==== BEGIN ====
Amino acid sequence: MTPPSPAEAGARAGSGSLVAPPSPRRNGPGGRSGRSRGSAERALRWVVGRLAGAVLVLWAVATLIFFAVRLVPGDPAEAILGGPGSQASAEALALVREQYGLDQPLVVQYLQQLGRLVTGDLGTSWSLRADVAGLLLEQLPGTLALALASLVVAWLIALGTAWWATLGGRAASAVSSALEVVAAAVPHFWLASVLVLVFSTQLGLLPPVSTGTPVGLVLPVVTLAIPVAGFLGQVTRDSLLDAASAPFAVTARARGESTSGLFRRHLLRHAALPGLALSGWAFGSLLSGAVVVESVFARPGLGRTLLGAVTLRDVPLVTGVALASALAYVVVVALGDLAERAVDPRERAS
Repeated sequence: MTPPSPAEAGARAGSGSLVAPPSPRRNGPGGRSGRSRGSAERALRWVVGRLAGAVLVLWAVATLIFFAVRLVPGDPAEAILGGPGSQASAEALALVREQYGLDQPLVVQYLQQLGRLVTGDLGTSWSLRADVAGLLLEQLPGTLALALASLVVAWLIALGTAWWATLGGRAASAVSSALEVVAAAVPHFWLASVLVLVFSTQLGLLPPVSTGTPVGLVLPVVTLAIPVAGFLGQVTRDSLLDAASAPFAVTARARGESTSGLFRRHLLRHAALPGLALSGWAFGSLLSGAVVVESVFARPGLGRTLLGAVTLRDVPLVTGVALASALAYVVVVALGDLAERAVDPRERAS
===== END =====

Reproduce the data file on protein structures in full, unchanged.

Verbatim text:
Amino acid sequence: MTPPSPAEAGARAGSGSLVAPPSPRRNGPGGRSGRSRGSAERALRWVVGRLAGAVLVLWAVATLIFFAVRLVPGDPAEAILGGPGSQASAEALALVREQYGLDQPLVVQYLQQLGRLVTGDLGTSWSLRADVAGLLLEQLPGTLALALASLVVAWLIALGTAWWATLGGRAASAVSSALEVVAAAVPHFWLASVLVLVFSTQLGLLPPVSTGTPVGLVLPVVTLAIPVAGFLGQVTRDSLLDAASAPFAVTARARGESTSGLFRRHLLRHAALPGLALSGWAFGSLLSGAVVVESVFARPGLGRTLLGAVTLRDVPLVTGVALASALAYVVVVALGDLAERAVDPRERAS
Repeated sequence: MTPPSPAEAGARAGSGSLVAPPSPRRNGPGGRSGRSRGSAERALRWVVGRLAGAVLVLWAVATLIFFAVRLVPGDPAEAILGGPGSQASAEALALVREQYGLDQPLVVQYLQQLGRLVTGDLGTSWSLRADVAGLLLEQLPGTLALALASLVVAWLIALGTAWWATLGGRAASAVSSALEVVAAAVPHFWLASVLVLVFSTQLGLLPPVSTGTPVGLVLPVVTLAIPVAGFLGQVTRDSLLDAASAPFAVTARARGESTSGLFRRHLLRHAALPGLALSGWAFGSLLSGAVVVESVFARPGLGRTLLGAVTLRDVPLVTGVALASALAYVVVVALGDLAERAVDPRERAS